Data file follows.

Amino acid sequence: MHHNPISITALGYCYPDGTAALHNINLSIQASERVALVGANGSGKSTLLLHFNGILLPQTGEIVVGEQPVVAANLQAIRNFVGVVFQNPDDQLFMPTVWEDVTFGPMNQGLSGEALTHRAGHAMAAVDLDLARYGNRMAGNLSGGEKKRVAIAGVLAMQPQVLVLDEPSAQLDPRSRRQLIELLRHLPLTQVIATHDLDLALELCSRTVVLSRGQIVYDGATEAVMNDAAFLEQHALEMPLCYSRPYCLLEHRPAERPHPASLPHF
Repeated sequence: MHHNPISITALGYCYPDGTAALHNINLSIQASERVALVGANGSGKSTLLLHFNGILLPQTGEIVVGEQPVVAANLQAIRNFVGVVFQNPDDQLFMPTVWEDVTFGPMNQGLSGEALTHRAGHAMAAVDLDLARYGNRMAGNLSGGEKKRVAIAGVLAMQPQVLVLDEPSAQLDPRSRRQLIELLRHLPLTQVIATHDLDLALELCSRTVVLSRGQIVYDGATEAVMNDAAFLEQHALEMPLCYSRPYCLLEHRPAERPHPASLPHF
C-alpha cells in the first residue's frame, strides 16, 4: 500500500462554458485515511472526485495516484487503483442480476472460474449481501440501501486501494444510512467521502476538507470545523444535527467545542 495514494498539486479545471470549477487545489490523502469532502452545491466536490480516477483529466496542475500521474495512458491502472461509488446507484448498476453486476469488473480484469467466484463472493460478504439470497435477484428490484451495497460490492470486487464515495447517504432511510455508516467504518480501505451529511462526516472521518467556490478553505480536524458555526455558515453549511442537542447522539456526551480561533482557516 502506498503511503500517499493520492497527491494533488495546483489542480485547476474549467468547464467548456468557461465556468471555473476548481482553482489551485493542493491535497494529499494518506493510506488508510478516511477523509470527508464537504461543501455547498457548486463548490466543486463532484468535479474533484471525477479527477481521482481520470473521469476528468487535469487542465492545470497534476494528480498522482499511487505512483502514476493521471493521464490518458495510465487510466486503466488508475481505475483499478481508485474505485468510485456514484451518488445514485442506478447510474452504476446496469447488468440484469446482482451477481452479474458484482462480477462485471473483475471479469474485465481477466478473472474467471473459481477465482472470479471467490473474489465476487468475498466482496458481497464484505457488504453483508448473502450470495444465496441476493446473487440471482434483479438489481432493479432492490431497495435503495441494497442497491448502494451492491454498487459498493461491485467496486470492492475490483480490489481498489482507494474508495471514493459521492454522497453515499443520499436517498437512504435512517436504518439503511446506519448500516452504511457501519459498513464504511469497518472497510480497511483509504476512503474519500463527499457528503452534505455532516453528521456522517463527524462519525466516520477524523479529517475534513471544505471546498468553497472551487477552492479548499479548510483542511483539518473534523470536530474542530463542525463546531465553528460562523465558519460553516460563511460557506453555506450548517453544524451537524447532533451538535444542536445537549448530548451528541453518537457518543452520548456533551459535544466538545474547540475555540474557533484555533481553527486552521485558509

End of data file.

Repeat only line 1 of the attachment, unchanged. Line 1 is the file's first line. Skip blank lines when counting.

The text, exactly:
Amino acid sequence: MHHNPISITALGYCYPDGTAALHNINLSIQASERVALVGANGSGKSTLLLHFNGILLPQTGEIVVGEQPVVAANLQAIRNFVGVVFQNPDDQLFMPTVWEDVTFGPMNQGLSGEALTHRAGHAMAAVDLDLARYGNRMAGNLSGGEKKRVAIAGVLAMQPQVLVLDEPSAQLDPRSRRQLIELLRHLPLTQVIATHDLDLALELCSRTVVLSRGQIVYDGATEAVMNDAAFLEQHALEMPLCYSRPYCLLEHRPAERPHPASLPHF